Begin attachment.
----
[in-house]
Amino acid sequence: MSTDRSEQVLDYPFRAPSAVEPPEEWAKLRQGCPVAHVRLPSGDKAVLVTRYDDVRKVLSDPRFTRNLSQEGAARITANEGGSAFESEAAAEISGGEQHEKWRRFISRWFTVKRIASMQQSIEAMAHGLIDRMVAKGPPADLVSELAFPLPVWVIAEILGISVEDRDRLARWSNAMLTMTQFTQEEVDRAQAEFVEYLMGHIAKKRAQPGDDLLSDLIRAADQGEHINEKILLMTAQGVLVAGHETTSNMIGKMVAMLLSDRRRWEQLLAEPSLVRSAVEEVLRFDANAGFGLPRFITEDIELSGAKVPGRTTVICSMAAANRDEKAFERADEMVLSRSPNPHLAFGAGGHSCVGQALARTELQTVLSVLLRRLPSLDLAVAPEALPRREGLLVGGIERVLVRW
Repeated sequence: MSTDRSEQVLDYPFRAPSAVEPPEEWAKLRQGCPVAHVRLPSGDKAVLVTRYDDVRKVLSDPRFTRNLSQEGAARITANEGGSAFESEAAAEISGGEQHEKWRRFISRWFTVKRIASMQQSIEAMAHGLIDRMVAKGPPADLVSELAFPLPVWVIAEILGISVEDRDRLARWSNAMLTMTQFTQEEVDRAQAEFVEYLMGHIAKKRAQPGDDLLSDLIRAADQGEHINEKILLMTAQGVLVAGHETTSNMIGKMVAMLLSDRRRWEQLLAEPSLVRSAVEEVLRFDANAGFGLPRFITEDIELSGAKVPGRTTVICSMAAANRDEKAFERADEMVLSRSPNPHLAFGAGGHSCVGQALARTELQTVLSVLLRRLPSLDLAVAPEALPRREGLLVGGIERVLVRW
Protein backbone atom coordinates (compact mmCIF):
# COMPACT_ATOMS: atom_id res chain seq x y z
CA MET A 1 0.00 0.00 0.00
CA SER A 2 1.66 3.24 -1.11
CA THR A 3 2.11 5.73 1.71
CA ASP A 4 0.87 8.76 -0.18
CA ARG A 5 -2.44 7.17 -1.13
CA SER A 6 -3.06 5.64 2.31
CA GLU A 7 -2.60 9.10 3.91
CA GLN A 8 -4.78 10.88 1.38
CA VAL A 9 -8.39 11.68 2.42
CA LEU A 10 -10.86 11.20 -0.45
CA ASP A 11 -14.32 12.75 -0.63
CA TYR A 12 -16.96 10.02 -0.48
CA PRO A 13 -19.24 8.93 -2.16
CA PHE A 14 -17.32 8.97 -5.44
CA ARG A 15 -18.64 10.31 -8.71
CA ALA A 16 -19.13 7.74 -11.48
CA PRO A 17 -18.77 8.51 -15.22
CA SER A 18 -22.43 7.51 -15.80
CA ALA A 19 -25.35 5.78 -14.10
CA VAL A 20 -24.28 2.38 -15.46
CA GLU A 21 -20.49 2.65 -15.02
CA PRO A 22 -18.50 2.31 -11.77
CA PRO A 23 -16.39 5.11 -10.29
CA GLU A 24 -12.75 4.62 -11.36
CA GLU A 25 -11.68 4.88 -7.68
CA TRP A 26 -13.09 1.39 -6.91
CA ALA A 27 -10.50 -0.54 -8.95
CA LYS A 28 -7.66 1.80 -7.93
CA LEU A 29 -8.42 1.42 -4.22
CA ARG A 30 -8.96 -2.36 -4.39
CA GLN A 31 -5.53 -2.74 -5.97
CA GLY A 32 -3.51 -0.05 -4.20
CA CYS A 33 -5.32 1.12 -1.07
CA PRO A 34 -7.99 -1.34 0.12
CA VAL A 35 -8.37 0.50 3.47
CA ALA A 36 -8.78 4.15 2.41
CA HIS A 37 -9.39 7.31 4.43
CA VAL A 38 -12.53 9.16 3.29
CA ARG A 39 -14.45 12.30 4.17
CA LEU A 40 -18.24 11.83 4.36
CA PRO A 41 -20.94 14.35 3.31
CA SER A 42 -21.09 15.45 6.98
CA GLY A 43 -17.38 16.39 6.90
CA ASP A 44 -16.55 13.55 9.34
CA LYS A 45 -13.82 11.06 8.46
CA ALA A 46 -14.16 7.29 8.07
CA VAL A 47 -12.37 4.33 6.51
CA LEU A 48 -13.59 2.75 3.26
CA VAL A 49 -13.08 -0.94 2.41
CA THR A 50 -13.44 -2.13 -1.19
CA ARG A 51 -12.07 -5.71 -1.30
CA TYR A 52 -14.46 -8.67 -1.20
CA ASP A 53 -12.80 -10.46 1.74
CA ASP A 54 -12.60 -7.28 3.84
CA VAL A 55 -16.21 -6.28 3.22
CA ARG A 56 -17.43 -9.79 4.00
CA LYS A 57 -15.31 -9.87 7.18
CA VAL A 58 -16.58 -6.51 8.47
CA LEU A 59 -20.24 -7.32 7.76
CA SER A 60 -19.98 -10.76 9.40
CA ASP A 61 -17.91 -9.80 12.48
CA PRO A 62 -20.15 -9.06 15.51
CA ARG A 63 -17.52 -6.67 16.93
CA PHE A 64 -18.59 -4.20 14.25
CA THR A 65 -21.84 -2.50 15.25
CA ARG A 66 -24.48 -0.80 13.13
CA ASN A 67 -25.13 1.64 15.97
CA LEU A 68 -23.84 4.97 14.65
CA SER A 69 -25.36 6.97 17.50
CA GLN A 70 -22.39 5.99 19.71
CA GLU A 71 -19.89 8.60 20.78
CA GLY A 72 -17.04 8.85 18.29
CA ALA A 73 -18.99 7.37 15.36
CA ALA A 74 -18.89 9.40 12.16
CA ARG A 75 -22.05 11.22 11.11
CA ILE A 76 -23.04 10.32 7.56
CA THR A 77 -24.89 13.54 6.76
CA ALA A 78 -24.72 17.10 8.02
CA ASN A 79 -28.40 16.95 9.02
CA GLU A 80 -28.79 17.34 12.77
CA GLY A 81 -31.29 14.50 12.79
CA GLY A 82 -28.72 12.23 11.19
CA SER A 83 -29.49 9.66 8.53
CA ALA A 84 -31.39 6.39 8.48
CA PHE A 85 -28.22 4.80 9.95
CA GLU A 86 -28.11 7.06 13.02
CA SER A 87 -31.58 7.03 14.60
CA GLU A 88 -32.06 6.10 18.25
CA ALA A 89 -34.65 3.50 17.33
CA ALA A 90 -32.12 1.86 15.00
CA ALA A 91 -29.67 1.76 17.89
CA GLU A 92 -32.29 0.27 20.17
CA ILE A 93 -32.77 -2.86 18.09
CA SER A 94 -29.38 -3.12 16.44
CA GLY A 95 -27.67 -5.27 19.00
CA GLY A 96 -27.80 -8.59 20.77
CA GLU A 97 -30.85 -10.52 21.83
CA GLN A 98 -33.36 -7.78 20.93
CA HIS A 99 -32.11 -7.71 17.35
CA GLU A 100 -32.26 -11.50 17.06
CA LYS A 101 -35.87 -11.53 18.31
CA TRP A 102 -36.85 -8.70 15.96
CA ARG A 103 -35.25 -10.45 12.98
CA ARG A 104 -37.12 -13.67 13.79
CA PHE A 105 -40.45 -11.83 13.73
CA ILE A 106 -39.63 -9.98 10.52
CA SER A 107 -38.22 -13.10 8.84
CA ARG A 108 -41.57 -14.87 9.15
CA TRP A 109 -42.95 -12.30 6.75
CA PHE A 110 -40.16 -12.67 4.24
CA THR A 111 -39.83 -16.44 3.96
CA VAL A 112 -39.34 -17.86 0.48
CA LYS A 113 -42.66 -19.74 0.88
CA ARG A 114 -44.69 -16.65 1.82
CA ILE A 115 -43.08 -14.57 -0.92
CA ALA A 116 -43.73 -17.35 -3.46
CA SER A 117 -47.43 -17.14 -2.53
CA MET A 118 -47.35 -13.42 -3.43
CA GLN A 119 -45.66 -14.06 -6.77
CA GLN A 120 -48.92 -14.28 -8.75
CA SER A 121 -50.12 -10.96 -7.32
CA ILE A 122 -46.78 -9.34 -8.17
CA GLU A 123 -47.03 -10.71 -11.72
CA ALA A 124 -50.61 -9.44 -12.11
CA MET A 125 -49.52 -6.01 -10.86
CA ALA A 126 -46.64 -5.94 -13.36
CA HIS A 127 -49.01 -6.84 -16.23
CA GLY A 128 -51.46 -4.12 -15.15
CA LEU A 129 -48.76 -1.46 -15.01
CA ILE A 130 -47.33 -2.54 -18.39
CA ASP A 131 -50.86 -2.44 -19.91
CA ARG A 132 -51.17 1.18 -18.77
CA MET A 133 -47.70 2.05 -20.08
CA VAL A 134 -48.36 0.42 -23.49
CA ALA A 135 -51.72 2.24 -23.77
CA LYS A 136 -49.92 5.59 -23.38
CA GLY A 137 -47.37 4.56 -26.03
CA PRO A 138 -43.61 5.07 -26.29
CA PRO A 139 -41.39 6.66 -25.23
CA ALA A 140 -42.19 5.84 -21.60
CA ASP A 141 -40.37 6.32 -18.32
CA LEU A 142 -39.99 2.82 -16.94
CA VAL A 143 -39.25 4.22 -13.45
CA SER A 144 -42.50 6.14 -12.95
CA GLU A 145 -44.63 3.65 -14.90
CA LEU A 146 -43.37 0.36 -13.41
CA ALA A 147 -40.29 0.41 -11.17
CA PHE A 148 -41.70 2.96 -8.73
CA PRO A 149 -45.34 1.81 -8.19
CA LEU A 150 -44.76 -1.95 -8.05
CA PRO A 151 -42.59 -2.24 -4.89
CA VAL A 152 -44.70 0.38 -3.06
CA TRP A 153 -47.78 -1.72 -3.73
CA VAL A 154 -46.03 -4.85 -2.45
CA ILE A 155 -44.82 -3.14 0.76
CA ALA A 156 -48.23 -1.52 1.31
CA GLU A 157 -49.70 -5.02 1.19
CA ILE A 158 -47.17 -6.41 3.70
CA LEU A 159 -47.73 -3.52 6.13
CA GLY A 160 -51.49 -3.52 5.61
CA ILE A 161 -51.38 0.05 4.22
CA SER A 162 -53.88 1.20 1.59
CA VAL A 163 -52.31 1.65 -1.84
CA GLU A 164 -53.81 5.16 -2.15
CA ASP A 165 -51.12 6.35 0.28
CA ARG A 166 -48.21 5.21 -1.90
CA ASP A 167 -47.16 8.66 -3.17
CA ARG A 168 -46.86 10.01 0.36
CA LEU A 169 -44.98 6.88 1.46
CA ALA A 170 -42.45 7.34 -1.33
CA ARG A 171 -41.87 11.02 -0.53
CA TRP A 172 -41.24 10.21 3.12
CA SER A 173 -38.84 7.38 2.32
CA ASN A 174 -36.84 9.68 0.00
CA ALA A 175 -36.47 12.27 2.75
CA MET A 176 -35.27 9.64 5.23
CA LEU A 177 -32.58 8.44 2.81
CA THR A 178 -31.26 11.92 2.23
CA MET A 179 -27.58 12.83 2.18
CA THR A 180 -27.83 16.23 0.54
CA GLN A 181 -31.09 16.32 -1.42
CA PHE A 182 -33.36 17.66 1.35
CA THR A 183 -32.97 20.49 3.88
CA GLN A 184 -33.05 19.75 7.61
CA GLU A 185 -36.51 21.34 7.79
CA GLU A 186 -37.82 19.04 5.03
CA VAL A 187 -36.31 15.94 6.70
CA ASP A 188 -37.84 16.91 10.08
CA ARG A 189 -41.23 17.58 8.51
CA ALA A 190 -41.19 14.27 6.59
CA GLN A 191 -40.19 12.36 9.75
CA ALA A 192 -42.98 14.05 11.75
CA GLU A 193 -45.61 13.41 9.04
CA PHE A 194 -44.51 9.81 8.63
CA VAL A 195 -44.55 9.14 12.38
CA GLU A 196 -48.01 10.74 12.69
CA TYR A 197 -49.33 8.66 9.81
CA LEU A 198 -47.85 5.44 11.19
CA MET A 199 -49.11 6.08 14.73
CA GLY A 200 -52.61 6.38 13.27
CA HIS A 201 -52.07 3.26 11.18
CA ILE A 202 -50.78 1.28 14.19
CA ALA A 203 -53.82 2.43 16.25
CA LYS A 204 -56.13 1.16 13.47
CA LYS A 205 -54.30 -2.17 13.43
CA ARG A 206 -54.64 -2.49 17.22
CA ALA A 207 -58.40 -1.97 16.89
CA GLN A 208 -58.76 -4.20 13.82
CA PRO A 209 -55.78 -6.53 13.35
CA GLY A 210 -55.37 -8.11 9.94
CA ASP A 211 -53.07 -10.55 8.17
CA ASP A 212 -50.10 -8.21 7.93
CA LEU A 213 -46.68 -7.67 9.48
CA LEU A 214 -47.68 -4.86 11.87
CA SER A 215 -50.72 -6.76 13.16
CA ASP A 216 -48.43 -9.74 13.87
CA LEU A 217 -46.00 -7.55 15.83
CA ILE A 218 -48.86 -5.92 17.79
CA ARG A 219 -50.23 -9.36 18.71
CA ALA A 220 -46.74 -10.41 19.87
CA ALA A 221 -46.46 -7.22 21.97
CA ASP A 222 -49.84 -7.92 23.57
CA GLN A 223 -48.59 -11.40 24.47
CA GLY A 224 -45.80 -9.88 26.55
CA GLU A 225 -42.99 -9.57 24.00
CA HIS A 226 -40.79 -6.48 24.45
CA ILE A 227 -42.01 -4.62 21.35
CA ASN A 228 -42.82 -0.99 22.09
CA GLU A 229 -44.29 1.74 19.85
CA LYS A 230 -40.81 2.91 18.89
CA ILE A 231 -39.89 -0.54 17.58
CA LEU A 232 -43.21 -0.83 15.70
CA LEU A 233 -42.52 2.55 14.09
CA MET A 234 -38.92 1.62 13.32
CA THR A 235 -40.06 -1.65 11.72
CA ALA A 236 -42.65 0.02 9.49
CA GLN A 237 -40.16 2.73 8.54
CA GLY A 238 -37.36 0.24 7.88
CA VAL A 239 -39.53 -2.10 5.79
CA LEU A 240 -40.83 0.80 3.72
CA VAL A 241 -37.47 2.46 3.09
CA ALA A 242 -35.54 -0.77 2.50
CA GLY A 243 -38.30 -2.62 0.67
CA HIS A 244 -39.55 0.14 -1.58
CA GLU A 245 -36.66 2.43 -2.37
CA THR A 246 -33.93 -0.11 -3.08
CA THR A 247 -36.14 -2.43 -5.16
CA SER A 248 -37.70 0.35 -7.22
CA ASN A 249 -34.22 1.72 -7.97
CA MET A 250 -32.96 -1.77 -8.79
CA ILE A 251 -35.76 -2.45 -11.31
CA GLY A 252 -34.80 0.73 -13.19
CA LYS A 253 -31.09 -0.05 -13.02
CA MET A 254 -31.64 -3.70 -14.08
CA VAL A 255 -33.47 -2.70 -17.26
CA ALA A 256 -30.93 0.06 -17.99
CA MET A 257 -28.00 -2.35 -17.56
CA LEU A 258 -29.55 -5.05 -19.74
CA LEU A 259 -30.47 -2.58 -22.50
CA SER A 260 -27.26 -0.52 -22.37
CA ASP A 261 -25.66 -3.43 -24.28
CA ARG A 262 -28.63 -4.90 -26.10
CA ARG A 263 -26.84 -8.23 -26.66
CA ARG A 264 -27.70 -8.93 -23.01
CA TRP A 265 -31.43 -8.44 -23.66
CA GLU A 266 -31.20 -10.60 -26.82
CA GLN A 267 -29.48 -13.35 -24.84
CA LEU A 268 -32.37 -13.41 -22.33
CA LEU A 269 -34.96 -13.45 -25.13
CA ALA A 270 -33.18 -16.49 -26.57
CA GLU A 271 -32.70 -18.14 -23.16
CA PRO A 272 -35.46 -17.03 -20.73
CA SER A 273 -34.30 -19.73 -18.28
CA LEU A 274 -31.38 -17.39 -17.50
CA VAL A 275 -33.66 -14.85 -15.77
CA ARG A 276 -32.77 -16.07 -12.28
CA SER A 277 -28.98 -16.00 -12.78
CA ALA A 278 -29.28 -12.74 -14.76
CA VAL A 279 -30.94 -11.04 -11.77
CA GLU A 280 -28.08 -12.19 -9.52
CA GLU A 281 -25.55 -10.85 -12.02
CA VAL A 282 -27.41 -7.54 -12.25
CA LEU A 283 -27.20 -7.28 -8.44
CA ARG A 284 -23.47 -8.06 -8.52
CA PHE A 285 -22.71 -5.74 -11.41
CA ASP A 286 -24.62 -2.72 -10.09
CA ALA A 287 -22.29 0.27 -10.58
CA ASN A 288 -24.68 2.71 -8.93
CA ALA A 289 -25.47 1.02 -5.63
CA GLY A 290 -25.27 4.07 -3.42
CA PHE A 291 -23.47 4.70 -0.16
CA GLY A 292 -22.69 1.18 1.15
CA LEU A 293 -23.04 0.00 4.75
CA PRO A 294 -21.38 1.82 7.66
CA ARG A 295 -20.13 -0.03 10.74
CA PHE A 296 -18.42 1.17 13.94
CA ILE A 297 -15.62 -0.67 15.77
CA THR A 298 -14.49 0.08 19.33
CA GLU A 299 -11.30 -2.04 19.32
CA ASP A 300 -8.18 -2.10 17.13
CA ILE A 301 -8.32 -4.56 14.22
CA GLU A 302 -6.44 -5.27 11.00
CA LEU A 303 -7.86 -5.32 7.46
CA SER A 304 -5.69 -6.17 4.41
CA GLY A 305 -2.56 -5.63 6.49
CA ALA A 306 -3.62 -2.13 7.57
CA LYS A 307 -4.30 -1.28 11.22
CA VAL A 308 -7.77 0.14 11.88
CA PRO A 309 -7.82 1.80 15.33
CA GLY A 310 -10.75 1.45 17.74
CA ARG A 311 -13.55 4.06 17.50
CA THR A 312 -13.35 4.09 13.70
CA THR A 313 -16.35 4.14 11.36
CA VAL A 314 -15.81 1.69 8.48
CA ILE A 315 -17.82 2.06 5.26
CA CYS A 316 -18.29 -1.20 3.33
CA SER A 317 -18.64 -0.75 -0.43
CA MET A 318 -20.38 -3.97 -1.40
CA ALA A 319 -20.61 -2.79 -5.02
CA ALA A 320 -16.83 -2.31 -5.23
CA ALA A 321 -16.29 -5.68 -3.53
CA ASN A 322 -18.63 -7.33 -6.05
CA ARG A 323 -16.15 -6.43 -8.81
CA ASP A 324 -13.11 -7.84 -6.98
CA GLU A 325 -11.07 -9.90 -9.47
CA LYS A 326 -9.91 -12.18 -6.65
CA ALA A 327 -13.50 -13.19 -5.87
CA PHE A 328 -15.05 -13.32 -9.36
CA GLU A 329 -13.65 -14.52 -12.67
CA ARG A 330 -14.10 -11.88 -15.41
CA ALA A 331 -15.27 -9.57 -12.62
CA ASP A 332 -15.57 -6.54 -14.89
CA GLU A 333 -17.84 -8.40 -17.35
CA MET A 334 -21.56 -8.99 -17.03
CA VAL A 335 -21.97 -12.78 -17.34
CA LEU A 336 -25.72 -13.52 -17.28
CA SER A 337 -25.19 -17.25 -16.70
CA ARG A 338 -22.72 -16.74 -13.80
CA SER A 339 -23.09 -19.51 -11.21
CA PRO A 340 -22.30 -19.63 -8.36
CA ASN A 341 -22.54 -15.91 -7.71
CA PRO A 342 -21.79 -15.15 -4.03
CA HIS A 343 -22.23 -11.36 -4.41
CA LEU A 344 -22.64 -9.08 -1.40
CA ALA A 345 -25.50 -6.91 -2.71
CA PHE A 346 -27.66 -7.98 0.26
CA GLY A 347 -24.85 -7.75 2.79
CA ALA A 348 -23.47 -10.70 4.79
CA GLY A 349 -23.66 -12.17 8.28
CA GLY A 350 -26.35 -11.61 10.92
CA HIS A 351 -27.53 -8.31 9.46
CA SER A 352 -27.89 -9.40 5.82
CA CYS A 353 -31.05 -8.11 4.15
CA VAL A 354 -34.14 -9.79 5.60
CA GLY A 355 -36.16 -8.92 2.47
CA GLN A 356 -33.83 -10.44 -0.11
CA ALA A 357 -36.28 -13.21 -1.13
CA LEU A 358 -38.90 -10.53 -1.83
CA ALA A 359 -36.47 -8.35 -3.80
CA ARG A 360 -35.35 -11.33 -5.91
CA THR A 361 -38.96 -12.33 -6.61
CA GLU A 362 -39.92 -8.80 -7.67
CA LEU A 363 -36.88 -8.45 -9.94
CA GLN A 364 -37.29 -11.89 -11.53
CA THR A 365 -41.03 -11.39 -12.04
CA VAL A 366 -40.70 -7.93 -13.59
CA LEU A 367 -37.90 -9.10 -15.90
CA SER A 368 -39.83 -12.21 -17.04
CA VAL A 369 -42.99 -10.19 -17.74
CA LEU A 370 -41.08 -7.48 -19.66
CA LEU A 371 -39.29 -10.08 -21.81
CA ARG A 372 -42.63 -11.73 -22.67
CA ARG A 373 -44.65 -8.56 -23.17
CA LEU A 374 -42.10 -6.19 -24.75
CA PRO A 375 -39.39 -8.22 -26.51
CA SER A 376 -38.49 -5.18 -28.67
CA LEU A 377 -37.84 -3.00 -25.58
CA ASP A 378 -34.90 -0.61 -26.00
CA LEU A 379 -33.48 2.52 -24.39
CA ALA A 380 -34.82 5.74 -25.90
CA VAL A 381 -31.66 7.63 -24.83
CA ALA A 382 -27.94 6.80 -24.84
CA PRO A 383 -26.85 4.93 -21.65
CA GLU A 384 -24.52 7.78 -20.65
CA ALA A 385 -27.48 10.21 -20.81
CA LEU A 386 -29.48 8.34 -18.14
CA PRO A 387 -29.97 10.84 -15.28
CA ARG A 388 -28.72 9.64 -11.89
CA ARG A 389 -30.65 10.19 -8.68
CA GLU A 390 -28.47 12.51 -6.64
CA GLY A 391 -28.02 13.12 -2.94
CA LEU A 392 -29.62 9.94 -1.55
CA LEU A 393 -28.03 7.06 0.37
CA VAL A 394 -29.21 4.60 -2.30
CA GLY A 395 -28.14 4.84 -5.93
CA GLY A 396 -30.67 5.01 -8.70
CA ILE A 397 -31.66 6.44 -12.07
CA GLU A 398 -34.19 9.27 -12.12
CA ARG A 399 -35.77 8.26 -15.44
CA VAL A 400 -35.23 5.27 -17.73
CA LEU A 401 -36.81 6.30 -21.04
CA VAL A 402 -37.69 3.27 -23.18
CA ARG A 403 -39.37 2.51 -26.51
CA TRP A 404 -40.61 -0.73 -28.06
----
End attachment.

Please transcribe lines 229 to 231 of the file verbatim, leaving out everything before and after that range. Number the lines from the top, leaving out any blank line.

CA GLY A 224 -45.80 -9.88 26.55
CA GLU A 225 -42.99 -9.57 24.00
CA HIS A 226 -40.79 -6.48 24.45